Senate referrals: Environment and Natural Resources (approved 1/10); Judiciary (approved 1/29); Fiscal Policy

House referrals: Water Quality, Supply & Treatment Subcommittee (approved 1/24); Agriculture & Natural Resources Appropriations Subcommittee (approved 1/31); Infrastructure Strategies

SB 1526/ HB 1647 Local Regulation of Nonconforming or Unsafe Structures (oppose)

This bill would preempt local government from prohibiting the demolition of buildings if the structure does not conform to specific requirements in Florida’s coastal cities, tying the hands of communities seeking to protect historic and cultural resources.

·       Ensuring that our communities are safe and buildings are structurally sound is a shared goal, it is also essential we protect the unique historic areas that make Florida special. 

·       Florida’s historic buildings and districts hold significant heritage and history, contributing to local cultural tourism and economic growth. Historic preservation and community safety do not need to be mutually exclusive goals. 

 See our 1/19 email alert here for additional information.

SB 1526 (Avila) and HB 1647 (Roach) would preempt local governments’ ability to prevent the demolition of historic buildings that do not comply with the Federal Emergency Management Agency (FEMA) standards and are located within a half mile of the coastline. The bill exempts buildings listed on the National Register of Historic Places, however few historic buildings meet current FEMA standards, many of which were established as recently as 2008. UPDATE: SB 1526 was amended to apply to buildings “seaward of the coastal construction line” and to exempt national historic districts established by 2000.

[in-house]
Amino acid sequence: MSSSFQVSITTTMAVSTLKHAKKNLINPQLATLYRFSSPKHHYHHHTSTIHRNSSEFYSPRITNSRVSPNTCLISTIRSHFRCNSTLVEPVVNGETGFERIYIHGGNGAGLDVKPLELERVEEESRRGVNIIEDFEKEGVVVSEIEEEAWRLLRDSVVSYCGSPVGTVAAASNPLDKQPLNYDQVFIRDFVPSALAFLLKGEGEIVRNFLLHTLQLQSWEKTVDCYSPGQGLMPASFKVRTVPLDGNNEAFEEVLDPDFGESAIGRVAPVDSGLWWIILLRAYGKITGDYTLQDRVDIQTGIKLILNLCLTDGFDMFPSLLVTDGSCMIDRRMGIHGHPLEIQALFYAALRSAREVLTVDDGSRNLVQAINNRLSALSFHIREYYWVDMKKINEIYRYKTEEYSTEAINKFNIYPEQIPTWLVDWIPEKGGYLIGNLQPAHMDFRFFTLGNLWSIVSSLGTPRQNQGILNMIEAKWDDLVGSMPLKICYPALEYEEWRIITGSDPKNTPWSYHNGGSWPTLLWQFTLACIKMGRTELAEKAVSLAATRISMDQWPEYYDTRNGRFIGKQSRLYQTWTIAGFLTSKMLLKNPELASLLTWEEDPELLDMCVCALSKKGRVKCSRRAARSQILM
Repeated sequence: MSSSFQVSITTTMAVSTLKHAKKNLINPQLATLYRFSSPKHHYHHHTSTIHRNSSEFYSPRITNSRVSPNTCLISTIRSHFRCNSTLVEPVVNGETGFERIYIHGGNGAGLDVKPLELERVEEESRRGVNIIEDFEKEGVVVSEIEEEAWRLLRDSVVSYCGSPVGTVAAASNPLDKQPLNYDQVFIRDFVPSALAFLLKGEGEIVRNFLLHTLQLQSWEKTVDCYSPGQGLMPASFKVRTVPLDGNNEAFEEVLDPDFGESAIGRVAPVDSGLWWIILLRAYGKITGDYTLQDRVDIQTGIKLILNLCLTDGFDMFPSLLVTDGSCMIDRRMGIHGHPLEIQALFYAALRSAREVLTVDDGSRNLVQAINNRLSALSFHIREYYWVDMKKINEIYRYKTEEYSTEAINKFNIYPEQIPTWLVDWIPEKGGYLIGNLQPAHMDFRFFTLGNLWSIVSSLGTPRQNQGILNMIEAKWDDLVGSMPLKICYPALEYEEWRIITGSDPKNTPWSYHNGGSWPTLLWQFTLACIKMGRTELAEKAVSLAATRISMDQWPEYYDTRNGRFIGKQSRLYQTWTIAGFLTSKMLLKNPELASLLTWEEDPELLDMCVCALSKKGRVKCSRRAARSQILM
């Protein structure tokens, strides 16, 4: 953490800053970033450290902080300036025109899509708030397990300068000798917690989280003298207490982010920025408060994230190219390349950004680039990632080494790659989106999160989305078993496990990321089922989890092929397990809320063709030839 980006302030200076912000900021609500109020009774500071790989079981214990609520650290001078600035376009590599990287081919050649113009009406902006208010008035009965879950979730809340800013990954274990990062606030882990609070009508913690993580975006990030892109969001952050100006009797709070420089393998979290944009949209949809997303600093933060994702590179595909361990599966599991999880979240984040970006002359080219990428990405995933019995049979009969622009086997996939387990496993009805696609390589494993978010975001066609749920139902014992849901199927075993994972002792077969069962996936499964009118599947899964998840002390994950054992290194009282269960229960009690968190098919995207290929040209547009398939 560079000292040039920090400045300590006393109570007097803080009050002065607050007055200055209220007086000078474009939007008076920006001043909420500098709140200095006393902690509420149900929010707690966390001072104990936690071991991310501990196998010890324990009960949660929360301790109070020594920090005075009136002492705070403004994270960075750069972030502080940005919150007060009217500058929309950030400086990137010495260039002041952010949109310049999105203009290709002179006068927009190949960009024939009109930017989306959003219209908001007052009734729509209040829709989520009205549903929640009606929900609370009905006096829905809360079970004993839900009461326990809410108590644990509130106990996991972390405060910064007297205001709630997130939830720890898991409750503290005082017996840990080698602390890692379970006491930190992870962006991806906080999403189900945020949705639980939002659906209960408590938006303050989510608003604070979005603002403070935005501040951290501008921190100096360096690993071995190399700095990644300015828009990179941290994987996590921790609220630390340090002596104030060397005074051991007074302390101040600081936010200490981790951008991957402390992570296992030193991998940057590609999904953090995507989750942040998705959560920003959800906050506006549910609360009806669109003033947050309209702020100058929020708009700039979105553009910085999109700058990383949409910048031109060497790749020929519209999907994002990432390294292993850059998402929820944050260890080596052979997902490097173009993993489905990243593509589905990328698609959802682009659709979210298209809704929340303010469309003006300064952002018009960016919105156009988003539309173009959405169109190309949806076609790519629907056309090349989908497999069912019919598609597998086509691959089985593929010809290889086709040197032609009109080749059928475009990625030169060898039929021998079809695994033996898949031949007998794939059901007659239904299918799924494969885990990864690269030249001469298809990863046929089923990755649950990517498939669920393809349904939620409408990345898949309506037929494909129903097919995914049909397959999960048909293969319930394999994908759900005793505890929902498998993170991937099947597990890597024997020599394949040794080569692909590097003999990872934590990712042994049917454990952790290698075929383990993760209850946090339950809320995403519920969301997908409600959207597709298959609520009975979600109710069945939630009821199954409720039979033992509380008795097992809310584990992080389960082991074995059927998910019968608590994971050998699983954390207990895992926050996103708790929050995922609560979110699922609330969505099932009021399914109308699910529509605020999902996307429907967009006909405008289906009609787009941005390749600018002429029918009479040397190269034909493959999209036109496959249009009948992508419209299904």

Senate referrals: Community Affairs (approved 1/22); Environment and Natural Resources (approved 1/30); Rules

House referrals: Regulatory Reform & Economic Development Subcommittee (approved 2/1); Local Administration, Federal Affairs & Special Districts Subcommittee; Commerce

HB 723/ SB 1364 Everglades Protection Area (support)

 Requiring additional layers of review to land use decisions that would impact our Everglades is a protective community planning tool